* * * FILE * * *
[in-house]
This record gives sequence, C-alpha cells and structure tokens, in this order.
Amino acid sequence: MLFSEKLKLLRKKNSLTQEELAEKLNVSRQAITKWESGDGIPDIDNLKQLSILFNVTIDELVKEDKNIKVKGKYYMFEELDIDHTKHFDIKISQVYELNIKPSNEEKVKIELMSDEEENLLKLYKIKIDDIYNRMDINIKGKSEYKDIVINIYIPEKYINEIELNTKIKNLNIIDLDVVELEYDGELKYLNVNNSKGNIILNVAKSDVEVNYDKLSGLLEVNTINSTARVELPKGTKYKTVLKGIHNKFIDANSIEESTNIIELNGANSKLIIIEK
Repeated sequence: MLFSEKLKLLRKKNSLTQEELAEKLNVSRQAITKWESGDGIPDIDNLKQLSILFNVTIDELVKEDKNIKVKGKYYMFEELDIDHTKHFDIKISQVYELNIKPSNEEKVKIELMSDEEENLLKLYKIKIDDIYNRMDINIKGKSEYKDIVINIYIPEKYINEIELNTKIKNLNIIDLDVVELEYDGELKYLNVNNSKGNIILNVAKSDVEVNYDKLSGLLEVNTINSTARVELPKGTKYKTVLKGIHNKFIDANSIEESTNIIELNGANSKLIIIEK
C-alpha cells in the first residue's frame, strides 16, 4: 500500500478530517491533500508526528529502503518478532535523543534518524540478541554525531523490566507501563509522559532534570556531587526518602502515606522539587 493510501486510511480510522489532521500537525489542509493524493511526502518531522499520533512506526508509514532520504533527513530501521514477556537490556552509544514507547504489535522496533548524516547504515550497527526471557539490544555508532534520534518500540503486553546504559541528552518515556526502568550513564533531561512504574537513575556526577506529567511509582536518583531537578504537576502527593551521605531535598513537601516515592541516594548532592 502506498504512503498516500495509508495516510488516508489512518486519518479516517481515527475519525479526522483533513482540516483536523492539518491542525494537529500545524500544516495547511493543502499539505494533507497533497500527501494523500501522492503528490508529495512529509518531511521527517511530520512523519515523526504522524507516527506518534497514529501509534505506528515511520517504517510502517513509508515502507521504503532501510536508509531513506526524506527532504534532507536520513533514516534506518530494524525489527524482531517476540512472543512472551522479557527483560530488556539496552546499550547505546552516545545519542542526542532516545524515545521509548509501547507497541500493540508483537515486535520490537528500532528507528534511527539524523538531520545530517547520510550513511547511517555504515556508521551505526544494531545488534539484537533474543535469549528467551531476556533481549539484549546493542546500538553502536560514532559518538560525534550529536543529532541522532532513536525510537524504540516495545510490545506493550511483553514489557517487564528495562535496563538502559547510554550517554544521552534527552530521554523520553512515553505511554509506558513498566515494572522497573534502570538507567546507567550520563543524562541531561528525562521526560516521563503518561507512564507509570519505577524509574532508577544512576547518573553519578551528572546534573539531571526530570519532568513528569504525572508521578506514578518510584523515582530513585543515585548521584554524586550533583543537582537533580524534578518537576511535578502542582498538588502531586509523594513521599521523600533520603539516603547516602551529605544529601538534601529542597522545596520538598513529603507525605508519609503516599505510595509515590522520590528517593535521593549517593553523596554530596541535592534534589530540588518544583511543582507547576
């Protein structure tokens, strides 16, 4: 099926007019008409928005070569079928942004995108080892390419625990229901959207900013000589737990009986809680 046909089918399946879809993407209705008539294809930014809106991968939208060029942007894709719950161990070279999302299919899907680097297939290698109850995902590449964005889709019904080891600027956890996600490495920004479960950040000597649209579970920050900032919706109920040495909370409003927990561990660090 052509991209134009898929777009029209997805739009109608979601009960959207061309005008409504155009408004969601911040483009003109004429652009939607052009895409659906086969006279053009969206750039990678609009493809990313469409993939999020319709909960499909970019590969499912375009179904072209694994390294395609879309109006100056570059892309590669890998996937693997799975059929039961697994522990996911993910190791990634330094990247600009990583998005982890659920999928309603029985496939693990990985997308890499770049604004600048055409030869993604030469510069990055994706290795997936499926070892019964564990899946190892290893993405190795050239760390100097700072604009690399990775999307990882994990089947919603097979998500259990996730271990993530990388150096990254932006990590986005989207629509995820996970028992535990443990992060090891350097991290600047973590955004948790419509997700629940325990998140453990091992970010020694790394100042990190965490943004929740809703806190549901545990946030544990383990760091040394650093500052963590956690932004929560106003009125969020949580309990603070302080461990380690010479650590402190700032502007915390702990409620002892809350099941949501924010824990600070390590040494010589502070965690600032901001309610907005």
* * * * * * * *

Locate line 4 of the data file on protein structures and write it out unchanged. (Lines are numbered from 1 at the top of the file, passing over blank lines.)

Repeated sequence: MLFSEKLKLLRKKNSLTQEELAEKLNVSRQAITKWESGDGIPDIDNLKQLSILFNVTIDELVKEDKNIKVKGKYYMFEELDIDHTKHFDIKISQVYELNIKPSNEEKVKIELMSDEEENLLKLYKIKIDDIYNRMDINIKGKSEYKDIVINIYIPEKYINEIELNTKIKNLNIIDLDVVELEYDGELKYLNVNNSKGNIILNVAKSDVEVNYDKLSGLLEVNTINSTARVELPKGTKYKTVLKGIHNKFIDANSIEESTNIIELNGANSKLIIIEK